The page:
In 2006 Lü Junchang and colleagues named a new pterosaur, Yixianopterus jingangshanensis, from the Lower Cretaceous Yixian Formation in Liaoning, China. It’s known from a single partial specimen that was found in the Jingangshan Beds of the formation. Lü and colleagues’ description of the specimen is preliminary and the fossils remain poorly photographed and illustrated to this day.
The only known specimen is incomplete, with the tips of both jaws, the majority of both wings, and one leg being present. There appear to be a number of possible bone fragments in the center of the specimen that might represent parts of the limb girdles, but they are not mentioned by the authors. The limbs remain articulated, and they stayed in life position before burial as did the skull. Before the specimen was acquired by the Jinzhou Museum, private dealers glued several bone fragments to the limestone slab behind jaw tips creating a fearsome and “complete” but forged skull. The researchers readily identified the forgery and only describe the the genuine skull material.
The skull is only known from of the tips of both the upper and lower jaws. The fragments are about 7 cm (3 inches) long, straight, and have several teeth in both jaws. Each tooth is a somewhat blunt recurved cone, with the tip of each tooth directed inward. They’re all roughly the same size, about 7 mm (1/4 inch) with those at the very tip slightly longer at about 12 mm (1/2 inch). Between each tooth is a gap roughly the same length as the diameter of the teeth.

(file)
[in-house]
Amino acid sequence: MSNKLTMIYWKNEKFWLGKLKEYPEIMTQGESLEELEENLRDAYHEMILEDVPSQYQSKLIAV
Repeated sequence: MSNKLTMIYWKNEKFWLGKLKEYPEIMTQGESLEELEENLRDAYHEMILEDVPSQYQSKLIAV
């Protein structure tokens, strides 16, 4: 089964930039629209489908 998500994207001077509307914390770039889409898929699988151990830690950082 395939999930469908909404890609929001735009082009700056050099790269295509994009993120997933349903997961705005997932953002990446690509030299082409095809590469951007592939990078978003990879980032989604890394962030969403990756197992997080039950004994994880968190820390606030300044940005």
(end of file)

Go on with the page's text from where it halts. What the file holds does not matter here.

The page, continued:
Lü and colleagues noted similarities between the teeth of Yixianopterus and the lonchodectids, a rare and poorly understood family of Cretaceous pterosaurs. Lonchodectids have distinctive teeth and jaws, where the teeth emerge from low bony pedestals or collars. In Yixianopterus, the oral margins of both jaws are poorly fossilized so it’s unknown if the teeth emerged from bony collars and their exact length.
Both wings are almost entirely complete and articulated, lacking both humeri, both pteroid bones, and most of the non-wing hand and finger bones. The proportions of the wing bones are distinctive, showing that Yixianopterus had a somewhat short hand and long second wing finger phalanx. The joints between individual wing finger phalanges show that the wing finger was not very flexible in life. There are portions of one femur and tibia, but they are poorly fossilized and not very informative. Yixianopterus was a medium-sized pterosaur with a wingspan of about 1.8 meters (6 feet), similar to larger species of herons, pelicans, and gulls.
When the Yixian Formation was deposited about 120 million years ago, northeastern China was covered in temperate forests with a large number of lakes and rivers. Because of their mysterious nature, the diet and behavior of lonchodectids is unknown. All known lonchodectid specimens have long and extremely narrow jaws, resembling toothed scissors. Their distinctive jaws and teeth suggest that they were specialized carnivores, possibly probing in tight spaces for small invertebrates, or scavenging carcasses.